These two images (one of unknown rabbits; one of Pippa) represent the way I like to see bunnies: Content, bright-eyed, alive…
Today’s Jumble walk was like following in the path of a mysterious massacre – and a sad contrast to yesterday’s sunny, if malodorous, trek.
Rain was spitting as we reached Velvet Bottom’s smaller sibling, Blackmoor Reserve. Almost immediately, we came upon part of a small furry corpse. Jumble sniffed it, but did not – as he often does – see it as Canine Take-Away food. To be frank, I thought nothing of it, other than the brief pang I always feel, because raptor-ripped rabbits are an inevitable part of life in the country.
But, as we walked on, and the number of little dusty brown bodies grew in number – some plumptious and only-recently dead, if I am any judge; none touched by Jumbs – I began to feel a sense of uneasiness. In all the years I have been walking this path, I have never come across death that widespread; I have never seen more than one, or perhaps two, ragged remains of the Warren’s residents.
Other people I met along the way had also noticed this drizzle- damp hecatomb – and we commented, one to another, on the strangeness of it all.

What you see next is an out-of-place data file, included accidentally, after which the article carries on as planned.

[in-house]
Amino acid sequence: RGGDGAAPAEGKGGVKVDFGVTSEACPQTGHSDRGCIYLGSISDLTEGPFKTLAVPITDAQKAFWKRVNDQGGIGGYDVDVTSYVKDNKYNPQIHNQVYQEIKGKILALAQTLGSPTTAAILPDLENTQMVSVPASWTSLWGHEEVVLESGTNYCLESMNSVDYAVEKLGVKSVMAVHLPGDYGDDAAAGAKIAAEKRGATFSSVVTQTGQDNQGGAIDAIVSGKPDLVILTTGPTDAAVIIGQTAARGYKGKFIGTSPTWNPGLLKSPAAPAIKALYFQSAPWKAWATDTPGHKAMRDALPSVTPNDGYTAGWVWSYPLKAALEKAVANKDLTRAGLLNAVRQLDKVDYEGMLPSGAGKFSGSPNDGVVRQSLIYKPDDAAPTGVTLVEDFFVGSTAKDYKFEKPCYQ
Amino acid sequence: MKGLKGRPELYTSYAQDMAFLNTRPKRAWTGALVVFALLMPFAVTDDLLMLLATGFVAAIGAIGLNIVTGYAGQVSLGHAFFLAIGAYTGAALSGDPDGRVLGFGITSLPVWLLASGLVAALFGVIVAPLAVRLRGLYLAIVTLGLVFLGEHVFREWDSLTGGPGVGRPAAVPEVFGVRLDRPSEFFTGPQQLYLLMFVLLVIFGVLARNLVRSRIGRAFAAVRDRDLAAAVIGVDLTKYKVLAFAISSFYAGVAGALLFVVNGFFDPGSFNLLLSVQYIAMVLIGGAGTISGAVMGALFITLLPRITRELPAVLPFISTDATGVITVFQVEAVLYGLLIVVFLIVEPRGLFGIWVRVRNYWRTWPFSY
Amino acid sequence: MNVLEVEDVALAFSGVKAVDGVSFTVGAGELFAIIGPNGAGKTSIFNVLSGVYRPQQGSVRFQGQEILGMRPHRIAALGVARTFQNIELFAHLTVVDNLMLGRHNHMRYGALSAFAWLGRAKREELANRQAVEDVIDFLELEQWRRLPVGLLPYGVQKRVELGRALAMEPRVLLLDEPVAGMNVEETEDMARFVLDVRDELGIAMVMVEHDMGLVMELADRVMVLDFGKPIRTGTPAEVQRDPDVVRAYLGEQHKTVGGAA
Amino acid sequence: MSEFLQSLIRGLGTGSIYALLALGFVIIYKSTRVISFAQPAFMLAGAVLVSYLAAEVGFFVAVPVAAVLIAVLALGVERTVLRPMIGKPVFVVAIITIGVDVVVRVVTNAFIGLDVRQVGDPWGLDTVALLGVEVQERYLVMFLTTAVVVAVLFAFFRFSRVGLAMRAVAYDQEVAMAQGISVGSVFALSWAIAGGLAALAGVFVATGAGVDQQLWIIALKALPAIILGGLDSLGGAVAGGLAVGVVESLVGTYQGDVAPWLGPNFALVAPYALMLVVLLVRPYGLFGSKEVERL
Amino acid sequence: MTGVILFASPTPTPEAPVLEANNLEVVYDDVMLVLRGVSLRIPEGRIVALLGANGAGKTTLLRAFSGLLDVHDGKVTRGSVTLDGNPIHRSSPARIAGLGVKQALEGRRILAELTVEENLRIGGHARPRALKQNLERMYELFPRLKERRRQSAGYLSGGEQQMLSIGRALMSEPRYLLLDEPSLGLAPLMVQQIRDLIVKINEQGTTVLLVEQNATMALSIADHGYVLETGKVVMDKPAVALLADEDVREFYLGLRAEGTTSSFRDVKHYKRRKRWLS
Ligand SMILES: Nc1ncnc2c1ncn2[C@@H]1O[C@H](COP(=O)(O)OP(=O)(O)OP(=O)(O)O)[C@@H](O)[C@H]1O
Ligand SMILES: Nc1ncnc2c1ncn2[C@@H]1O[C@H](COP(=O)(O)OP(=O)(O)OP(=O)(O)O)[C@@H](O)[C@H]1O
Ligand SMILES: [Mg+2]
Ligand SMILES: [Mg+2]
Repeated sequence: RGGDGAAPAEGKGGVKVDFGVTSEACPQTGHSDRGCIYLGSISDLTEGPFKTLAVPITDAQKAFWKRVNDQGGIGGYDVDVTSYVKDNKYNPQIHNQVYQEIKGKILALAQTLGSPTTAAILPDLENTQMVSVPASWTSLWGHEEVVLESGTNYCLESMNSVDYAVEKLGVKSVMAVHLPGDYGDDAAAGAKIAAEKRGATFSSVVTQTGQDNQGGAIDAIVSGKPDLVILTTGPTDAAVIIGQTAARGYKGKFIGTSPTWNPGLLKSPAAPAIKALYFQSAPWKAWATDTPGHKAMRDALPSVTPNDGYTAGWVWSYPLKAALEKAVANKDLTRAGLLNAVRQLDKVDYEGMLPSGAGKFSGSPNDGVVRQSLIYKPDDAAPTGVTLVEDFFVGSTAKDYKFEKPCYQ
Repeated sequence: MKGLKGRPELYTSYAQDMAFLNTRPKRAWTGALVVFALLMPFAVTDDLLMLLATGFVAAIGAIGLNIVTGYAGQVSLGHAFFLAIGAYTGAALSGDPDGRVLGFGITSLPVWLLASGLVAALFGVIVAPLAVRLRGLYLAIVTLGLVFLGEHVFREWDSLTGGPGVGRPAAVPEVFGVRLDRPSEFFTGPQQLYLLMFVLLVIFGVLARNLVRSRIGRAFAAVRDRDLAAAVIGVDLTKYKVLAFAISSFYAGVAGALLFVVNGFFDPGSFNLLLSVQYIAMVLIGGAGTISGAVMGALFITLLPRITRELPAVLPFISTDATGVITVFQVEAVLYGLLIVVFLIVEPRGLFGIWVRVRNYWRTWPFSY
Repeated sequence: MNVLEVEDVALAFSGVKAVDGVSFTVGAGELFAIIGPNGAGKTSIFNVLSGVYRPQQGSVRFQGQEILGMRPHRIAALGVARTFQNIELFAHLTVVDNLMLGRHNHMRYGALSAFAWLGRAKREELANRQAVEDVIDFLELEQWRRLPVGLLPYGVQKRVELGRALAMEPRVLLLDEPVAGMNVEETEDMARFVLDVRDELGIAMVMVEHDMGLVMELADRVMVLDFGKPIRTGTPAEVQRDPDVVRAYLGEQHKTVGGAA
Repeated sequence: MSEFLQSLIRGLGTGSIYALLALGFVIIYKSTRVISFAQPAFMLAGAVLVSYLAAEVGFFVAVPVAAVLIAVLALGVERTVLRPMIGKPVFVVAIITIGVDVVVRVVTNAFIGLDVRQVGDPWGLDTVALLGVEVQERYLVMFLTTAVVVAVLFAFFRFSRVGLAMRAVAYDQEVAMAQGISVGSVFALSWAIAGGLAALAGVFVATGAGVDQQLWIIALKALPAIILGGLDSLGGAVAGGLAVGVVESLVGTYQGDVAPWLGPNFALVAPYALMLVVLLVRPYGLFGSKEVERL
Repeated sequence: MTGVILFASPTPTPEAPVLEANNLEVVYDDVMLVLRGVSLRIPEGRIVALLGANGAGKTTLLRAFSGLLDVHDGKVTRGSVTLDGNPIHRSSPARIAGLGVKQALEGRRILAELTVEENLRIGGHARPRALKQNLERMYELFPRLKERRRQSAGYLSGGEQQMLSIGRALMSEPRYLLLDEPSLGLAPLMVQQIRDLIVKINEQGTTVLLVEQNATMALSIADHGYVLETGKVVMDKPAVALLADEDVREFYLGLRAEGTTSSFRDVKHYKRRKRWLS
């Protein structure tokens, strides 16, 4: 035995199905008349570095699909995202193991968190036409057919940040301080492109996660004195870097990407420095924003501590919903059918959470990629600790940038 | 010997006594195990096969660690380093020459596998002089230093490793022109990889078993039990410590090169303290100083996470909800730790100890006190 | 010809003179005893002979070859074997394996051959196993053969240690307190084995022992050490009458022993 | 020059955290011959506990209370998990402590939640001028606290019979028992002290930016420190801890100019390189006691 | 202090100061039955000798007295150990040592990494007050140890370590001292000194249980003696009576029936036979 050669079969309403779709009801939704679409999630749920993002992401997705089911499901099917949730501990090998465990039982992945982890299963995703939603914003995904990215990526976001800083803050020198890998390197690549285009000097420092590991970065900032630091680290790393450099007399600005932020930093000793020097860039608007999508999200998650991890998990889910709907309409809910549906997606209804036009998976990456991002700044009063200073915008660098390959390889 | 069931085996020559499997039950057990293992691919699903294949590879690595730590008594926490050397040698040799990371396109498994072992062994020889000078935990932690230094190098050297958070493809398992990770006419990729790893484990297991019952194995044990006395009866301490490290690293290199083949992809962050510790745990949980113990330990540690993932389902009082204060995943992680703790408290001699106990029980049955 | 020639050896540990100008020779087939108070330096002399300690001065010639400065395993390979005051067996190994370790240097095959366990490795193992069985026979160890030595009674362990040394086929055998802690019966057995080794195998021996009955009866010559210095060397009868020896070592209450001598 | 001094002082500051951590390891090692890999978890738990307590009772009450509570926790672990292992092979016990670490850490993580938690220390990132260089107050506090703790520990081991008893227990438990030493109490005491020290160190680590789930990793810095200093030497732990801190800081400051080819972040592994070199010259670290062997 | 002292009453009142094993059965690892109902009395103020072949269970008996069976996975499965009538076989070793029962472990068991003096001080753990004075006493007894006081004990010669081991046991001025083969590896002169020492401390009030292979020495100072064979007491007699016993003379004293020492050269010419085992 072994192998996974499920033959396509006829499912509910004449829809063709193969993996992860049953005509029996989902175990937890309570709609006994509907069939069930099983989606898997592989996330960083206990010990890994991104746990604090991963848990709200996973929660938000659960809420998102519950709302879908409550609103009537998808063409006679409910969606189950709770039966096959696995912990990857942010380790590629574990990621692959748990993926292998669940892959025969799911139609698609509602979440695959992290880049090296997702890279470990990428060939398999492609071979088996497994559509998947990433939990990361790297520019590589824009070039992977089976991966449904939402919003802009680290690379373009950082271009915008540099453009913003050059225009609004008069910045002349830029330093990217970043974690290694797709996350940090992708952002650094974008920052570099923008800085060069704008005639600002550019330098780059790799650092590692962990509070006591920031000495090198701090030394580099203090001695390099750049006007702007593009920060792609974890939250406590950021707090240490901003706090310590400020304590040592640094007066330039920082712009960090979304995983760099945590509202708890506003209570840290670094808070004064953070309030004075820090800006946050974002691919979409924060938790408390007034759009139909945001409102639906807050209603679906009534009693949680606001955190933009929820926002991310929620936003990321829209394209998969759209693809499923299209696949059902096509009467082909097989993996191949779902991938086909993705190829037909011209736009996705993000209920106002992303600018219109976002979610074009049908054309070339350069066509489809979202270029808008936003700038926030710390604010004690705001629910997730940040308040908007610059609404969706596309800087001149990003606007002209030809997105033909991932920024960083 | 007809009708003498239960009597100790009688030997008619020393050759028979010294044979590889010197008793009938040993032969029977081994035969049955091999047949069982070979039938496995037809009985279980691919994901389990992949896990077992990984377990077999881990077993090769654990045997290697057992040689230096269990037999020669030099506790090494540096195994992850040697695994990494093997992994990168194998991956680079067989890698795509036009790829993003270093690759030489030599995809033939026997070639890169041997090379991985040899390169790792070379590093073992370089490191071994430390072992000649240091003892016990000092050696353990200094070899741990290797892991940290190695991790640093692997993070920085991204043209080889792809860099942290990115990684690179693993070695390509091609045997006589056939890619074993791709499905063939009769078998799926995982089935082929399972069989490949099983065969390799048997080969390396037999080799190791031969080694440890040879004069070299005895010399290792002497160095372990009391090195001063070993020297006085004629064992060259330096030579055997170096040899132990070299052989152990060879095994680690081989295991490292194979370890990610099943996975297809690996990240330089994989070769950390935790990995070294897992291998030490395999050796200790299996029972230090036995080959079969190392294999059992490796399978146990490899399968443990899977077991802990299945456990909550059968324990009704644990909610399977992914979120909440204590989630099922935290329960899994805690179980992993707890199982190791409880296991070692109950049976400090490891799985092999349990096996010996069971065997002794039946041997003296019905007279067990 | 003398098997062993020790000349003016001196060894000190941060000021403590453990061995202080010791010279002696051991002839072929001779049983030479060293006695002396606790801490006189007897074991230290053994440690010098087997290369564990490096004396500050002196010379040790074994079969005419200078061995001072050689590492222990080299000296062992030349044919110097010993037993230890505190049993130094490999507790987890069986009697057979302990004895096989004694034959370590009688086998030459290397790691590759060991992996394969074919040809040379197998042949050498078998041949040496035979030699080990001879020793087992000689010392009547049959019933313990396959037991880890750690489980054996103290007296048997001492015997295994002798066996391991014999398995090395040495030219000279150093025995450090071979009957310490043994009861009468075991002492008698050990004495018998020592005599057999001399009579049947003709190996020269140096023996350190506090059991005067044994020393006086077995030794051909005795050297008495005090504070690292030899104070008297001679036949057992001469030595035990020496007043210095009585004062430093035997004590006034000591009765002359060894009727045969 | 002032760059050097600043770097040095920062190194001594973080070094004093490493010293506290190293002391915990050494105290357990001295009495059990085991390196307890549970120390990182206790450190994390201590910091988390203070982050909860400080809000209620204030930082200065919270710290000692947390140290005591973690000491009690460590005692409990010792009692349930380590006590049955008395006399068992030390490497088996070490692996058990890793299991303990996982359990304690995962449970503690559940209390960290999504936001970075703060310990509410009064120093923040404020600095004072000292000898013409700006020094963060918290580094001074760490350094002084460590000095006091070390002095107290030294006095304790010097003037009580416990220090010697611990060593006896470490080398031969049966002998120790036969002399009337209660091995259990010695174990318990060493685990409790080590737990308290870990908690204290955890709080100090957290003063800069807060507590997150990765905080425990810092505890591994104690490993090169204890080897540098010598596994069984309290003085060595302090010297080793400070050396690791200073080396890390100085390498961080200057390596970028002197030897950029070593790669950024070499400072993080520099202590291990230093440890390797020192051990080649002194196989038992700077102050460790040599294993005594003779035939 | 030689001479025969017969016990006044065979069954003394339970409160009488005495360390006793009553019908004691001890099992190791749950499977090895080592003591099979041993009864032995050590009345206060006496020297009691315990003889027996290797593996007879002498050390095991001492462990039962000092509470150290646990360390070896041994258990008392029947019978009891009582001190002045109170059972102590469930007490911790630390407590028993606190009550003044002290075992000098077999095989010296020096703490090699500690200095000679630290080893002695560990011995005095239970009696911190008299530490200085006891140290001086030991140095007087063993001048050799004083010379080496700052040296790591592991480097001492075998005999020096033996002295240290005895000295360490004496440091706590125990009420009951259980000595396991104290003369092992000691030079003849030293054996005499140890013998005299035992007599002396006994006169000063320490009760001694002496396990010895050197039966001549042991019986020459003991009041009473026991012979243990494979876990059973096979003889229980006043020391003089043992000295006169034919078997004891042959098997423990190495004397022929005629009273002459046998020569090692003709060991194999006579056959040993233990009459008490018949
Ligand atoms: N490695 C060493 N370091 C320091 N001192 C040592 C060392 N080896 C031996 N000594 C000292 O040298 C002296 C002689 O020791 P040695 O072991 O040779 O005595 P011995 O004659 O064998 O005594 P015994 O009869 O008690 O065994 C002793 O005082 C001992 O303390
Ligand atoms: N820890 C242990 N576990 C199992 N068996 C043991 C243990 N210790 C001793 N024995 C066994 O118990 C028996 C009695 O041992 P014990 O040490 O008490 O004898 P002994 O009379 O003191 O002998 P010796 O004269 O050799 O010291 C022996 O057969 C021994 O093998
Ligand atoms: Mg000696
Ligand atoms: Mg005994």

I do not know what happened. It may be that the dreaded Myxomatosis has broken out, as it does from time to time, in the vicinity (though the rabbit population of Velvet Bottom, which is only yards away, was not lying in heaps on the trail yesterday); it may be that a particularly vicious and speedy predator has been doing the animal version of serial killing in the dark of night; it could be airborne attack by starving hawks or kestrels.
I did feel sad, however, as I walked past bunny after bunny, all dead. I know death is a part of life; I know nature is notoriously red in tooth and claw; I know that wild rabbits do not, typically, live to a ripe old age – but, since getting Pippa, I have seen the gentle charm of these creatures, the way they drum their back legs when scared or in danger, their helplessness when faced with more vicious animals.
I just hope this was an anomaly, a one-off. I just hope that some ghastly disease is not going to decimate what has, until today, been a thriving – and lovely to watch – colony of wild rabbits.